If it’s orthodox, whatever version of the Bible you read is a good version.

Just read it.

*Cartoons by Adam4d, Creative Commons


  1. Many people of our generation have a problem with using anything else other than the KJV which is my favorite, but all the Bibles are translations of the Scriptures. I’ve read through the entire KJV and the ESV and now I’m been reading the NKJV for a couple of years. A person who is truly born again will be guided by God through the Scriptures along with a biblical teacher and shouldn’t have a problem with different translations as long as they are inline with the Scriptures.

  2. So, it’s not exactly this:

    Question: “What’s a good version of the Bible to read?”

    Answer: “Whichever you have.”

    But it’s close.

    Where can we go? A few good resources:

    Or maybe (if you like to read and analyze) one of these sites:

    I appreciate having several Bibles handy when I’m studying, and I often use the online resource

    And, of course, for Greek and Hebrew translations, if you are studying a particular phrase or word, and you want to really know what it means or where it came from:

    • Daniel 3:25 AV He answered and said, Lo, I see four men loose, walking in the midst of the fire, and they have no hurt; and the form of the fourth is like the Son of God.

      Daniel 3:25 NIV He said, “Look! I see four men walking around in the fire, unbound and unharmed, and the fourth looks like a son of the gods.”

  3. I roll with the NAB Bible myself.

  4. My first Bible, and still my favourite, is the NIV 1984 Study Bible version. It has been and continues to be a blessing to me, especially in my younger years as a Christian. (I’m now 14 years old, by the way…still a kid). We now own, as many others do, a variety of translations for a variety of reasons.

    Regarding your Bible of choice for your church, I am personally somewhat (but not distraughtly) disappointed in the switch to the gender-neutral reading of God’s word but that’s more of a personal preference than anything else. I agree with what John MacArthur had to say about the new NIV and I’ll just leave it at that.

    The bigger problem I have with the NIV 2011 has nothing to do with the particular changes in the translation but, rather, an important moral issue. Zondervan is now owned by Harper-Collins who are publishers of such books as “The Satanic Bible” and “The Joy of Gay Sex” among other choice titles. As a result, I would not, in good conscience, patronize such a firm for any of their products, let alone a popular version of God’s holy word. In my heart, I just wouldn’t feel right about that.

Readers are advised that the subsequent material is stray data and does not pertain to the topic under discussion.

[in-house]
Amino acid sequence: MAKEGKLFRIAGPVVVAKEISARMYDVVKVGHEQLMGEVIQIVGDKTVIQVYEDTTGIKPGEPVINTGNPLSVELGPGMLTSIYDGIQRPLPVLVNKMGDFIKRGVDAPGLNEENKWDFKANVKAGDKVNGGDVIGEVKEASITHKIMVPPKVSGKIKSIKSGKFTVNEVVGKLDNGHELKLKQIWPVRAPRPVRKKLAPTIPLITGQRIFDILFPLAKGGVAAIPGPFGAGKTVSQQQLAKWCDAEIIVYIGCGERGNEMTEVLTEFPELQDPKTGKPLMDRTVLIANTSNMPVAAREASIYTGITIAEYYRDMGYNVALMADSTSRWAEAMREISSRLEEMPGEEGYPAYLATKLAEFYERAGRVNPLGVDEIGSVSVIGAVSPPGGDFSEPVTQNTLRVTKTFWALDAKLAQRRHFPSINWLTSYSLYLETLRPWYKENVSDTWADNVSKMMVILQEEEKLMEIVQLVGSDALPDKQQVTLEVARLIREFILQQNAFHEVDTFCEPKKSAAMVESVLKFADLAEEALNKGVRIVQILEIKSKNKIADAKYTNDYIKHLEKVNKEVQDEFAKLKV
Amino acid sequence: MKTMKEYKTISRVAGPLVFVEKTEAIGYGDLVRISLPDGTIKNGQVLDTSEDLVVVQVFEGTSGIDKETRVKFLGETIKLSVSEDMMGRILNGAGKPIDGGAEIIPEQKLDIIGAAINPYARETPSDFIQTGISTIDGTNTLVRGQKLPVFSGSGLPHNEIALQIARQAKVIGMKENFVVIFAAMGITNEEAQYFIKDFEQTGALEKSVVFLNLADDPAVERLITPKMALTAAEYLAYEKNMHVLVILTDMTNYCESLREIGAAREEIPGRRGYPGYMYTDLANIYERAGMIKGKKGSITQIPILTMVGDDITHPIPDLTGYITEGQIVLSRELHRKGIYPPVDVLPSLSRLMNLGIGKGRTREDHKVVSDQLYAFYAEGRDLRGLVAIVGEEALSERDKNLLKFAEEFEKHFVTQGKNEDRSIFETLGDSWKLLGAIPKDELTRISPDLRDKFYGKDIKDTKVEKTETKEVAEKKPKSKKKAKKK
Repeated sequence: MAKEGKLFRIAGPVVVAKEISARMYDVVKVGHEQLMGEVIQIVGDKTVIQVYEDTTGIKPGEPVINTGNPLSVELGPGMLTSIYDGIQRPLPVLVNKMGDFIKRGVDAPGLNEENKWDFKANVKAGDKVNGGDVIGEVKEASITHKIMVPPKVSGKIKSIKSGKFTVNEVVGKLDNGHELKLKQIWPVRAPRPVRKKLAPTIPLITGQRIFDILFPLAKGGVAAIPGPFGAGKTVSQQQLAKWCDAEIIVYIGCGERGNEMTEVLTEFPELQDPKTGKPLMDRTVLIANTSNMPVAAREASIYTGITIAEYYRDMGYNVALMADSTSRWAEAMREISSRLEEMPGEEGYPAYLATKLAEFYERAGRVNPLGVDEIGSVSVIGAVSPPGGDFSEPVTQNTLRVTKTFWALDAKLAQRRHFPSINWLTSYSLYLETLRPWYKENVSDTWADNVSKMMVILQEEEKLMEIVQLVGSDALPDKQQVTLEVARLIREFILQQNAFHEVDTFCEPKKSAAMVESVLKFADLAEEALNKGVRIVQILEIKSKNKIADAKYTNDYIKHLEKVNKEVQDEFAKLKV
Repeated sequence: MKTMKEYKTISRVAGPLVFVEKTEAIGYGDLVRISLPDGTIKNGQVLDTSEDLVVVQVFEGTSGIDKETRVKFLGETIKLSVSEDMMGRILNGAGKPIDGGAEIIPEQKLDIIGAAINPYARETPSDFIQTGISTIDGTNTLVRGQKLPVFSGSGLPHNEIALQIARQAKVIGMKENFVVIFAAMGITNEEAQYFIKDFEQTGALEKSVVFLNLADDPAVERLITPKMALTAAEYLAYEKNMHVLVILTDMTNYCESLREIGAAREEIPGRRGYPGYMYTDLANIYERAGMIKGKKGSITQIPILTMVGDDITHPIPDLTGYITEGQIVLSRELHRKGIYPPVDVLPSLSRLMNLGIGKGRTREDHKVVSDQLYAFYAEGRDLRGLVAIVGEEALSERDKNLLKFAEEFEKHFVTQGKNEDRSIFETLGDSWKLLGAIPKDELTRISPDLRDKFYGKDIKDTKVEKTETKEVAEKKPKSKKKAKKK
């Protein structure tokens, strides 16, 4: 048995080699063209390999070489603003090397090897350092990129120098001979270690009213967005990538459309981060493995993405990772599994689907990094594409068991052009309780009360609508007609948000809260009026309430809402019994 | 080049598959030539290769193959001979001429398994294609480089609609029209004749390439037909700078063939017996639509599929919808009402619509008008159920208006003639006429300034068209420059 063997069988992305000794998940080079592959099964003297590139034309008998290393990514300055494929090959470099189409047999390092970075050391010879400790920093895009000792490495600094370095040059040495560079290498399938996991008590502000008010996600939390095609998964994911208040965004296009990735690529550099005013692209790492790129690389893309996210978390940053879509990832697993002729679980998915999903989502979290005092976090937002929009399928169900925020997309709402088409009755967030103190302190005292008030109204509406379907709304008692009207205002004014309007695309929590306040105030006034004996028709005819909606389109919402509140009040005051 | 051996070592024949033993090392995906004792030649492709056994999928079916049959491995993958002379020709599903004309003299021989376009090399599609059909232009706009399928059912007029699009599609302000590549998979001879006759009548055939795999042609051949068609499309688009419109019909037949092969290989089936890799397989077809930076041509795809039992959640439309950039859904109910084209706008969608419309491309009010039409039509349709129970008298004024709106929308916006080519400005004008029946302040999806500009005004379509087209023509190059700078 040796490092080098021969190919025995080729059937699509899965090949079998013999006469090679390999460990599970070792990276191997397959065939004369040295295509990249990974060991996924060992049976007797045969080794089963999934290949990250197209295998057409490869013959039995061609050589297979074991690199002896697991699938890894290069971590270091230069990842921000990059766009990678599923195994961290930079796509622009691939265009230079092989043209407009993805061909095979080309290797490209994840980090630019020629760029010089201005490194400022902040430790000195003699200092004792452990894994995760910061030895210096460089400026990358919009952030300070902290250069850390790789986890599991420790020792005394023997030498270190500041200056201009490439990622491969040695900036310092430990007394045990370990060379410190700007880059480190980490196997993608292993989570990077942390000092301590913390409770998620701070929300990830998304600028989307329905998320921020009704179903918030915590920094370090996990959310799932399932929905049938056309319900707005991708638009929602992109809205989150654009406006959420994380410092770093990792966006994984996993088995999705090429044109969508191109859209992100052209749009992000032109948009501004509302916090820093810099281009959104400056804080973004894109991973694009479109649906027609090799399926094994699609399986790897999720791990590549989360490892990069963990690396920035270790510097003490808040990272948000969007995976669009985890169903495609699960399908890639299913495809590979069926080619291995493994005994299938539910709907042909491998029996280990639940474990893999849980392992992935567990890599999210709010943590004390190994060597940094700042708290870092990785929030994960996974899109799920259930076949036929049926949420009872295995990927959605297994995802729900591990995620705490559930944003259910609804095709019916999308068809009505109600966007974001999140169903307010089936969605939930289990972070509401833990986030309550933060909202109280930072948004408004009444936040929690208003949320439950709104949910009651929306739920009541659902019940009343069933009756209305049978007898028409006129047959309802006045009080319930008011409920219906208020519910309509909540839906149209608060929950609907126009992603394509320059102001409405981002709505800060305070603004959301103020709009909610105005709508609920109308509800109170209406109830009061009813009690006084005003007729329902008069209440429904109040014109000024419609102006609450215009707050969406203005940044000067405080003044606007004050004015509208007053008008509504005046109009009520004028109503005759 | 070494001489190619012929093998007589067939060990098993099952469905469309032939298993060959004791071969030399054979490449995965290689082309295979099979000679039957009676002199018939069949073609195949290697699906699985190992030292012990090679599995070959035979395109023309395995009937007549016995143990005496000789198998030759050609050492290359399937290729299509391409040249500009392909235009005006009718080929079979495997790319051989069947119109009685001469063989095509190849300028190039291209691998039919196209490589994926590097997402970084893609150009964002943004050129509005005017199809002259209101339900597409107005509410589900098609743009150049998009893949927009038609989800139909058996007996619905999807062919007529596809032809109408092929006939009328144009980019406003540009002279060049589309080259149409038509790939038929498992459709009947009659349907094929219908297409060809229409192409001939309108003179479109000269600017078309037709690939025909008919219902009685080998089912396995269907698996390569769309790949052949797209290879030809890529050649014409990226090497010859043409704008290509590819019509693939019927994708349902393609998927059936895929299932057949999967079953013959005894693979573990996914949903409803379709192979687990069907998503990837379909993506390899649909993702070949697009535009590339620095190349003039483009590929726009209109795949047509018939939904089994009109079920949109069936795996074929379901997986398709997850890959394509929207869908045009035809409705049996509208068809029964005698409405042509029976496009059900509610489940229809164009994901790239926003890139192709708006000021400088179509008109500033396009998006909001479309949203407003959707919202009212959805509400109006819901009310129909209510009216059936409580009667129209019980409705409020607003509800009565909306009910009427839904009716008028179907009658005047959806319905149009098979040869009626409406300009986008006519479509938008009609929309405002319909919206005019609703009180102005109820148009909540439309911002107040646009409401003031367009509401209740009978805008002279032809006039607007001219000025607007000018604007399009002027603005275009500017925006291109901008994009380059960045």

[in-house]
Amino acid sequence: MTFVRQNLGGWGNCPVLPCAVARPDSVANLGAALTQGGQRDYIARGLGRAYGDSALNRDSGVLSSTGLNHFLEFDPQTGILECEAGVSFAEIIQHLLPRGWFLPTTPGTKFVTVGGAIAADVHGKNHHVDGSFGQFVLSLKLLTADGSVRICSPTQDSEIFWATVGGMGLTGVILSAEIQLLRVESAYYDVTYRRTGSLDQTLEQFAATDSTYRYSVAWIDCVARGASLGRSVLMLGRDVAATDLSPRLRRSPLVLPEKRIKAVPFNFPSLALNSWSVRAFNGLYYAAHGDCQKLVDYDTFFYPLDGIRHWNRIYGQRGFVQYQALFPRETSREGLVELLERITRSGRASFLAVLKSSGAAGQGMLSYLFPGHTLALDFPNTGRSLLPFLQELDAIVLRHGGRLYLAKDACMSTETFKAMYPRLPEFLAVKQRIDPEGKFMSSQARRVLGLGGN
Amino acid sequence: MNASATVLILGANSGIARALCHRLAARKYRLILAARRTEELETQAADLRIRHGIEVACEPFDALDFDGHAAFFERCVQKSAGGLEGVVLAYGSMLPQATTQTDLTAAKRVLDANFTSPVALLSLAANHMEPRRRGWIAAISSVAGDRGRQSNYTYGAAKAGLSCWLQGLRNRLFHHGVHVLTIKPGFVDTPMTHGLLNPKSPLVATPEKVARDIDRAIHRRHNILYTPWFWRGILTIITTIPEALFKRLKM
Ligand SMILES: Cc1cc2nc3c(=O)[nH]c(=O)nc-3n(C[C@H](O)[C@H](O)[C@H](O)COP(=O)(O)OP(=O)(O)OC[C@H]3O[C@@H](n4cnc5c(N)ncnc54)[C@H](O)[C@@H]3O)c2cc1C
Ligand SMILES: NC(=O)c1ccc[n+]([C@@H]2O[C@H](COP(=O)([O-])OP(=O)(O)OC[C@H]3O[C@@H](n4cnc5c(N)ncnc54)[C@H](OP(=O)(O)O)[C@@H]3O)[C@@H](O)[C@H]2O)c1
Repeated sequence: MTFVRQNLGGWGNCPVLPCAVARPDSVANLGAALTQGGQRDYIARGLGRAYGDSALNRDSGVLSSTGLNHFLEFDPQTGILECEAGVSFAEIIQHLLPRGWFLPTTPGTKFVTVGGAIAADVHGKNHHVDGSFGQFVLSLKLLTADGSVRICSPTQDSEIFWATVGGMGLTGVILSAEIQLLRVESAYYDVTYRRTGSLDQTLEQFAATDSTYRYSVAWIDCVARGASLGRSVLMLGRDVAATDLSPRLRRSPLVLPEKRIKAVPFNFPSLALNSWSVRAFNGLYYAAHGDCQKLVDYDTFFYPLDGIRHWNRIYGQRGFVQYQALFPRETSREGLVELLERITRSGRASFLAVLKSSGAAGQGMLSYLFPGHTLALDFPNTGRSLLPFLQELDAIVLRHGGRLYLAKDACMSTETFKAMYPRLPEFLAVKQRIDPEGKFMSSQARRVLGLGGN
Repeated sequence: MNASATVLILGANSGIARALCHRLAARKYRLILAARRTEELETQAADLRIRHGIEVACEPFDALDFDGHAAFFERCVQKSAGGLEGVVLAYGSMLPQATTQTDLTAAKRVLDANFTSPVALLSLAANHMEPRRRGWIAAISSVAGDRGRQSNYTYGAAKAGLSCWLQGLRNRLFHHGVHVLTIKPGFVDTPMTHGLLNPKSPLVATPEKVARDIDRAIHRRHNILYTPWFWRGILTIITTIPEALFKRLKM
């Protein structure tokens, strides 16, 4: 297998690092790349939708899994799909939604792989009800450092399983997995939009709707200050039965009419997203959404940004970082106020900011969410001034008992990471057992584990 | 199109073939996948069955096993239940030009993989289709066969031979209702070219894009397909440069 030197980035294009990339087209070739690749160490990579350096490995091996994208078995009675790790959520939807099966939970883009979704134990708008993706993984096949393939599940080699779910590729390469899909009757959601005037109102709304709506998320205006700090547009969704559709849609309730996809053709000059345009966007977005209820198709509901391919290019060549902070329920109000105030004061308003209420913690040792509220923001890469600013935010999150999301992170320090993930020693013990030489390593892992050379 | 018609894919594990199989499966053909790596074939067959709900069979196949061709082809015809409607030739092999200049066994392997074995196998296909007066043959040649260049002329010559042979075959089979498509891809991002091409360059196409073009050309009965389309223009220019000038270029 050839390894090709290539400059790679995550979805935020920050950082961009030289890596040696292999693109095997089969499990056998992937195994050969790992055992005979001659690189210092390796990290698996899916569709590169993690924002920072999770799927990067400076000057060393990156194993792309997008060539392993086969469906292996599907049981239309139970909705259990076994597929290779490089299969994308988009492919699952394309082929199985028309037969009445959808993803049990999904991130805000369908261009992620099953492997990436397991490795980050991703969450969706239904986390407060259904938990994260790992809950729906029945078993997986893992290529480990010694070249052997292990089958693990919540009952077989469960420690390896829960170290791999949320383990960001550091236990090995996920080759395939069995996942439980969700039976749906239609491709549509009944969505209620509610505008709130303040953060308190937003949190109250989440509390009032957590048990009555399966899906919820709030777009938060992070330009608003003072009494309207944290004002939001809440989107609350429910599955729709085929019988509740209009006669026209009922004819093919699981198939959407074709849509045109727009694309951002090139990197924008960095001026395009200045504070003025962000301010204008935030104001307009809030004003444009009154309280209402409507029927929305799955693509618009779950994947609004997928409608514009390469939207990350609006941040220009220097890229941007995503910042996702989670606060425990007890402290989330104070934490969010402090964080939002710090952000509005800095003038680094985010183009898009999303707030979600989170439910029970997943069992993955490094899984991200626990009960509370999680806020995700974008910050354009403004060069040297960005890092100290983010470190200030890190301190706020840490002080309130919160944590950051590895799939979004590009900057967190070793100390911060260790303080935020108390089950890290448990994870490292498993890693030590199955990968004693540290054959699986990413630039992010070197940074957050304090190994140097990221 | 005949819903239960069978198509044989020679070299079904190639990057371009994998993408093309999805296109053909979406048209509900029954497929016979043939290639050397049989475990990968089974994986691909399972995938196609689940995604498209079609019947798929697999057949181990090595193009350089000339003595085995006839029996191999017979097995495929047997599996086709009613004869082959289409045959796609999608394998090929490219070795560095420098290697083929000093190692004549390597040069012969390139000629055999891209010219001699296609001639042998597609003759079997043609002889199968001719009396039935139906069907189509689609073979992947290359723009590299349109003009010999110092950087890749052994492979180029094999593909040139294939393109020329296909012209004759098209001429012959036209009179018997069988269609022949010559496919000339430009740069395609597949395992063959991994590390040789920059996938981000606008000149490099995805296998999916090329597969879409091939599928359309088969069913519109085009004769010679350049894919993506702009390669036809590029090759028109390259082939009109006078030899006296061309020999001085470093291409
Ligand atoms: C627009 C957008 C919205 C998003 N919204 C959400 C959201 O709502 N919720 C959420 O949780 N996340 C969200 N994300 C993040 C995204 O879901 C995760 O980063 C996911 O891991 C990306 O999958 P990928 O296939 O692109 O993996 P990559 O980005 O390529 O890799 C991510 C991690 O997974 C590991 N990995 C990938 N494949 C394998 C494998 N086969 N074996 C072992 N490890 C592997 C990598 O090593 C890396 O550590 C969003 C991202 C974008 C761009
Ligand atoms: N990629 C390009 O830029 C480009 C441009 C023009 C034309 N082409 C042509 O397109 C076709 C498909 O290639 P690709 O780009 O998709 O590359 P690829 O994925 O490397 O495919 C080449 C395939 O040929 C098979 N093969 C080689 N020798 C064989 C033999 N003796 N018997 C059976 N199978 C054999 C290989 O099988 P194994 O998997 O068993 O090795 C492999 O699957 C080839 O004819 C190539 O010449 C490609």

• Great. Thanks for telling me this now. Paul, btw, it’s not gender neutral like the TNIV. Where the word means both men and women, then that is where the change is. (I sure hope you don’t watch movies. Guess who’s in control of the entertainment industry? And I hope you don’t eat…) :0

  5. Hello Steve,

    I glad to you were able to choose a Bible translation to teach from, it can be quite a daunting task with such a large pool of translations to choose from. My first Bible was KJV but after a couple of 1-2-1 witnessings speaking in thee and and thou, I switched to NKJ. But, now after almost 25 years of reading the pages are constantly falling out, hence I chose another translation NASB reference edition to read through for this year and pages are stitched in.

    Steve, my my Pastor sent this article out to our Church body and I wanted to pass this article along, especially with your shout out to the gay community parade and your steadfast love of the scriptures.

    A former LGBTQ activist speaks to the power of reading God’s Word, particularly regarding homosexuality.